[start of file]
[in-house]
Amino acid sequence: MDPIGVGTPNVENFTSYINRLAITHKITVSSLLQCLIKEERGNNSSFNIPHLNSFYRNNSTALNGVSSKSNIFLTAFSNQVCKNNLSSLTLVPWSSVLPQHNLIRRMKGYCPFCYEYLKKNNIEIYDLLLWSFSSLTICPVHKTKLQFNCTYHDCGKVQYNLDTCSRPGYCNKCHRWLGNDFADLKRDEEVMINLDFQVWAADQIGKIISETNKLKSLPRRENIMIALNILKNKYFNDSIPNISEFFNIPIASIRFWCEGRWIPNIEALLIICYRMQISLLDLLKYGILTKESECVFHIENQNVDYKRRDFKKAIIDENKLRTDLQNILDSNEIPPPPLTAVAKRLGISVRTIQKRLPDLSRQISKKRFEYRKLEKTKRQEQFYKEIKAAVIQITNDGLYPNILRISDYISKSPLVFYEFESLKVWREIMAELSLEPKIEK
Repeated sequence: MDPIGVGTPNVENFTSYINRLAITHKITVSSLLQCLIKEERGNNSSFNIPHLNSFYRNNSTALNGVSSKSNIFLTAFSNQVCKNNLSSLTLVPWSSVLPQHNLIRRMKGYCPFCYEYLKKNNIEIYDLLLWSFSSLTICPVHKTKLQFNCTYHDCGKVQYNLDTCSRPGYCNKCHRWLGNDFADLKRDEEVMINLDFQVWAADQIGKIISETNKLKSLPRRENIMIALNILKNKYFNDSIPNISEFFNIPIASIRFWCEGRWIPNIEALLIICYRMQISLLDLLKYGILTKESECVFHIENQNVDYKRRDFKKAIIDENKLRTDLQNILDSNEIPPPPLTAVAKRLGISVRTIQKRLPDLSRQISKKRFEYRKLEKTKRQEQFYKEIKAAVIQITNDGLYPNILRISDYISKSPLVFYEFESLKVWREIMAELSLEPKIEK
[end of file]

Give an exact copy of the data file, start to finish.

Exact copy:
[in-house]
Amino acid sequence: MDPIGVGTPNVENFTSYINRLAITHKITVSSLLQCLIKEERGNNSSFNIPHLNSFYRNNSTALNGVSSKSNIFLTAFSNQVCKNNLSSLTLVPWSSVLPQHNLIRRMKGYCPFCYEYLKKNNIEIYDLLLWSFSSLTICPVHKTKLQFNCTYHDCGKVQYNLDTCSRPGYCNKCHRWLGNDFADLKRDEEVMINLDFQVWAADQIGKIISETNKLKSLPRRENIMIALNILKNKYFNDSIPNISEFFNIPIASIRFWCEGRWIPNIEALLIICYRMQISLLDLLKYGILTKESECVFHIENQNVDYKRRDFKKAIIDENKLRTDLQNILDSNEIPPPPLTAVAKRLGISVRTIQKRLPDLSRQISKKRFEYRKLEKTKRQEQFYKEIKAAVIQITNDGLYPNILRISDYISKSPLVFYEFESLKVWREIMAELSLEPKIEK
Repeated sequence: MDPIGVGTPNVENFTSYINRLAITHKITVSSLLQCLIKEERGNNSSFNIPHLNSFYRNNSTALNGVSSKSNIFLTAFSNQVCKNNLSSLTLVPWSSVLPQHNLIRRMKGYCPFCYEYLKKNNIEIYDLLLWSFSSLTICPVHKTKLQFNCTYHDCGKVQYNLDTCSRPGYCNKCHRWLGNDFADLKRDEEVMINLDFQVWAADQIGKIISETNKLKSLPRRENIMIALNILKNKYFNDSIPNISEFFNIPIASIRFWCEGRWIPNIEALLIICYRMQISLLDLLKYGILTKESECVFHIENQNVDYKRRDFKKAIIDENKLRTDLQNILDSNEIPPPPLTAVAKRLGISVRTIQKRLPDLSRQISKKRFEYRKLEKTKRQEQFYKEIKAAVIQITNDGLYPNILRISDYISKSPLVFYEFESLKVWREIMAELSLEPKIEK